Some of Northland Fishing Tackle's jigs have a "BarbWire " collar, which are designed to secure a soft-plastic bait to the jig and prevent it from sliding down the shank of the jig's hook. The problem with Northland and other jig makers with similar wire collars is that their jigs are too big for Midwest finesse anglers to employ. Midwest finesse anglers are fond of using 1/32-, 1/16- and 3/32-ounce jigs with small hooks.
[caption id="" align="alignnone" width="300" caption="This is Northland Fishing Tackle's new Rock-It jig, which features a single barb-wire collar. These jigs are available only in 1/8-, 1/4- and 3/8-ounce sizes, which are too big for Midwest finesse anglers."][/caption]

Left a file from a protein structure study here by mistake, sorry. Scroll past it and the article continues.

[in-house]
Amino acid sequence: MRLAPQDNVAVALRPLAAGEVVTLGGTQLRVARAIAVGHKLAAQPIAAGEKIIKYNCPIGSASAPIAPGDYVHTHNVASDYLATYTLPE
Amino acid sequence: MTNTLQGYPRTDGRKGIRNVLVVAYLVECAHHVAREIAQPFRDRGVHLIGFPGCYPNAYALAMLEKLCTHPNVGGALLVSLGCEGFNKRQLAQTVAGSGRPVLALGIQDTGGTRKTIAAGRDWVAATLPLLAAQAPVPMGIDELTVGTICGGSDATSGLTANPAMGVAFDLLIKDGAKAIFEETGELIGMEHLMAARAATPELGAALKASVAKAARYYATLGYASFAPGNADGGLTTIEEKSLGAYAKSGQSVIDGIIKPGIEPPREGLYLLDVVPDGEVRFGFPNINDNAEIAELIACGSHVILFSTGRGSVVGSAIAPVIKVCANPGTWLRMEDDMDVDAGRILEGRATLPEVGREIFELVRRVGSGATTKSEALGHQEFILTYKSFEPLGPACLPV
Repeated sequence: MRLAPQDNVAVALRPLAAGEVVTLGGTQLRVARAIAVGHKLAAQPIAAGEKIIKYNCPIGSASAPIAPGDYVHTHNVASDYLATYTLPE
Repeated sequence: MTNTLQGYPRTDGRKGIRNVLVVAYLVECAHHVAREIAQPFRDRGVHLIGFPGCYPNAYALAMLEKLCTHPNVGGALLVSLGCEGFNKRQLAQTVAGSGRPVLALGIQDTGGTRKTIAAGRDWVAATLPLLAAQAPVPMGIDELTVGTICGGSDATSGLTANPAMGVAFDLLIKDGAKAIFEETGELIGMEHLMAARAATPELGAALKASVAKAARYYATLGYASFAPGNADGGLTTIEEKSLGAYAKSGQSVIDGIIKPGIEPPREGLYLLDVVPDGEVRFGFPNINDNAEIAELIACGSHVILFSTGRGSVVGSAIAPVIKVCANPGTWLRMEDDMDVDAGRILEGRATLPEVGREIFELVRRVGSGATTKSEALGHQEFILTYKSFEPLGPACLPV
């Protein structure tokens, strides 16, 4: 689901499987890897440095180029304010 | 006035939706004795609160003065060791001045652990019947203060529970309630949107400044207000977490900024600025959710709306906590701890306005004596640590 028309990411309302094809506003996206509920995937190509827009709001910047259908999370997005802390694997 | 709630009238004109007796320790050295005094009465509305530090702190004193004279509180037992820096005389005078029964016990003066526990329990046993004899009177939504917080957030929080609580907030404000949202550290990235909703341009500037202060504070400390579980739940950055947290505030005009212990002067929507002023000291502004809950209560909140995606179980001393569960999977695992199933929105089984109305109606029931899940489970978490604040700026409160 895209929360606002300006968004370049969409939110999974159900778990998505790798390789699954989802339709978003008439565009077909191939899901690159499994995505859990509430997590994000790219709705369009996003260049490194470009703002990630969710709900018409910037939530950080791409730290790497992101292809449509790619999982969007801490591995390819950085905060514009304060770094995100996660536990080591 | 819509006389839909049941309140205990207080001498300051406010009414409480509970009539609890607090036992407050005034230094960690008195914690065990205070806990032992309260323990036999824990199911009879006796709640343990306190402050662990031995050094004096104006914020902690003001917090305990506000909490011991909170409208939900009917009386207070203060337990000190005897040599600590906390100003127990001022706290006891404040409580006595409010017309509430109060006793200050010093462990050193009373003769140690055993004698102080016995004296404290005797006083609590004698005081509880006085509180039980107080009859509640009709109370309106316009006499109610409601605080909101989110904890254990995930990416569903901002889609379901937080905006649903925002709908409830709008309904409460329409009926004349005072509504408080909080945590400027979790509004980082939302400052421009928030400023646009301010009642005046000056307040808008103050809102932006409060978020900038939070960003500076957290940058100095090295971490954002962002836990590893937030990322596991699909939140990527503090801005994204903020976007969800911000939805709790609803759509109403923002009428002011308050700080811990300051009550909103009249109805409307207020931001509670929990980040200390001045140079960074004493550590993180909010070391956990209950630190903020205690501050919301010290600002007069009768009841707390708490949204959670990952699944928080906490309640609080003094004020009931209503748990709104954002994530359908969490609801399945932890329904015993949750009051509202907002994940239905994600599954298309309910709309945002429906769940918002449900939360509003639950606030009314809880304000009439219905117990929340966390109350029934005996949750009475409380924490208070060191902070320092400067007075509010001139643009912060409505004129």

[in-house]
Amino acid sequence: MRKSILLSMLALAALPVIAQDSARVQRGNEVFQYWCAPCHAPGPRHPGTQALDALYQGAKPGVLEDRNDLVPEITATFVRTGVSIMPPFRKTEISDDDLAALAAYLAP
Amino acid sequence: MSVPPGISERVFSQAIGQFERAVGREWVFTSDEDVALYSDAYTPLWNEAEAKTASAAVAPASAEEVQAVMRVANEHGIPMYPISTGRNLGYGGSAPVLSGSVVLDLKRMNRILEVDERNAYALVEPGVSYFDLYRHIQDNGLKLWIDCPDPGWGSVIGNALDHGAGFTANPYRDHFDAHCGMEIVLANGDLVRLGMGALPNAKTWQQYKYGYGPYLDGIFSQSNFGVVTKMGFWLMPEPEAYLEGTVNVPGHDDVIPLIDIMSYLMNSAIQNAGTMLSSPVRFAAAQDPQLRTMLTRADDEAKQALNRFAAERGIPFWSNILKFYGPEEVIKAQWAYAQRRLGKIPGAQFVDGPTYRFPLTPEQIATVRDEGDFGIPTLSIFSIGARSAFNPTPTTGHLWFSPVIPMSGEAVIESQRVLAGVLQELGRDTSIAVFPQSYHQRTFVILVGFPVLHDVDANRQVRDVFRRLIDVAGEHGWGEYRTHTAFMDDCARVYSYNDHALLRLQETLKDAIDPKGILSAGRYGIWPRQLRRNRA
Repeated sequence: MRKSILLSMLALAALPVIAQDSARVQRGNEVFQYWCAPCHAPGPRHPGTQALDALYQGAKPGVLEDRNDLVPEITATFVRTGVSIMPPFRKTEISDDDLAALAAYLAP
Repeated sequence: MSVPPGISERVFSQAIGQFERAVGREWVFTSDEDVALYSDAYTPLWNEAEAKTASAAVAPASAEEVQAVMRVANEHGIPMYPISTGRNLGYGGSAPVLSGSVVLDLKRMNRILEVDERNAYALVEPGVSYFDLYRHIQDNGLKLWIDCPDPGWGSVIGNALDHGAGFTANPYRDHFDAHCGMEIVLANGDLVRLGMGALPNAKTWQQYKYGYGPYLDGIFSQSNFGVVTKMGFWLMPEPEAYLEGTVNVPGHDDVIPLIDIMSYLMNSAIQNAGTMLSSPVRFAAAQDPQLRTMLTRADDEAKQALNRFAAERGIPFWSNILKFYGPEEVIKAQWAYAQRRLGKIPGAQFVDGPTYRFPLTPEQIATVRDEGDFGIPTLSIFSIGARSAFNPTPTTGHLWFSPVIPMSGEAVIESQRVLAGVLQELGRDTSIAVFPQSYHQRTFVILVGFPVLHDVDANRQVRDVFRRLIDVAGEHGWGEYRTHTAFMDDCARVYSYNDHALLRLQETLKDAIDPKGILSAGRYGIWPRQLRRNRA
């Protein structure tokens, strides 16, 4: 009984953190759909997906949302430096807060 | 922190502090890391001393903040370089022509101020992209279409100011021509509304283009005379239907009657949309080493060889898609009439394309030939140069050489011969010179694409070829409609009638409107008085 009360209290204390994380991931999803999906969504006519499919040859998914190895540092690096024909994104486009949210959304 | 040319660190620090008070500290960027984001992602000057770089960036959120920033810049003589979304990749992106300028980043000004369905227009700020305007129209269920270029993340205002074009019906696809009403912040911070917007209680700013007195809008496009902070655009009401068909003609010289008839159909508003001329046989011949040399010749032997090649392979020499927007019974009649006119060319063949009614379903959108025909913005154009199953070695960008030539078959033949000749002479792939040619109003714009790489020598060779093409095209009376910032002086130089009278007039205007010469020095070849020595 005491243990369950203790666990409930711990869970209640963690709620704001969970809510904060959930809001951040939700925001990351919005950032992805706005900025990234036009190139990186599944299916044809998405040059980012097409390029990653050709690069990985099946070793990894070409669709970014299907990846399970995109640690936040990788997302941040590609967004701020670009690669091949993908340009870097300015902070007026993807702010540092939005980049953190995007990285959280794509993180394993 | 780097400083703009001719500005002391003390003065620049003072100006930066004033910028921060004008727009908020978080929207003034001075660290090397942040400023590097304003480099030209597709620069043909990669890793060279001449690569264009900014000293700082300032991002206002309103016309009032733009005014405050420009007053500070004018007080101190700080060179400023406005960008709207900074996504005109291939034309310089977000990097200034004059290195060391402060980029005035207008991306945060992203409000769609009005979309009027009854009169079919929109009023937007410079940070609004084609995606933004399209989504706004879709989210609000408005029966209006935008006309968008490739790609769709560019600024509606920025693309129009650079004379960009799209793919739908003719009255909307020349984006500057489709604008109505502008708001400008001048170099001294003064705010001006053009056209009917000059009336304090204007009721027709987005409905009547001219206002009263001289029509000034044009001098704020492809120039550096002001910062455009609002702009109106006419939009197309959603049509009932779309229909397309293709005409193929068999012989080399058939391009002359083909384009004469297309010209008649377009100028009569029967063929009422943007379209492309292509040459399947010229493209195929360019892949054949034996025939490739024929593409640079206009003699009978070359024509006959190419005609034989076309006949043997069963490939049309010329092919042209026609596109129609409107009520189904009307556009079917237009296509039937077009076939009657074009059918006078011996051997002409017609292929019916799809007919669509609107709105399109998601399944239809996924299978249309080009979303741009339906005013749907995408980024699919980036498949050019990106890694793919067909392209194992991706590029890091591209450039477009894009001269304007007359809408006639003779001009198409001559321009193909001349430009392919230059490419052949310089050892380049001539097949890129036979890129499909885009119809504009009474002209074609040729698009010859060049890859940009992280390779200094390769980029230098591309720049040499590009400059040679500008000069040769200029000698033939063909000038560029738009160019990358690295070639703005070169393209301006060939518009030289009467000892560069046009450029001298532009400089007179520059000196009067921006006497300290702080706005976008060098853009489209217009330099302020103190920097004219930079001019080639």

Pyzer, however, has remedied the problem that confounds a goodly number of Midwest finesse anglers who are searching for a small jig with a barb-wire collar or bait-keeper. He accomplishes this feat by removing the lead collars on all of his 1/32-, 1/16-ounce and 3/32-ounce homemade mushroom-style jigs, which makes them slightly lighter. Then he mounts each jig in a fly-tying vice, cuts a short piece of 125-pound-test stainless-steel-leader material or wire, uses a pair of pliers to turn up one end of the leader to make a barb and affixes it to the shank of jig hook by using a fly-tying bobbin to thoroughly wrap the short segment of barbed wire to the shank of the jig hook. He coats the thread wrappings with one coat of touch-up paint. (A few other anglers use super glue rather than paint to coat the thread wrappings.)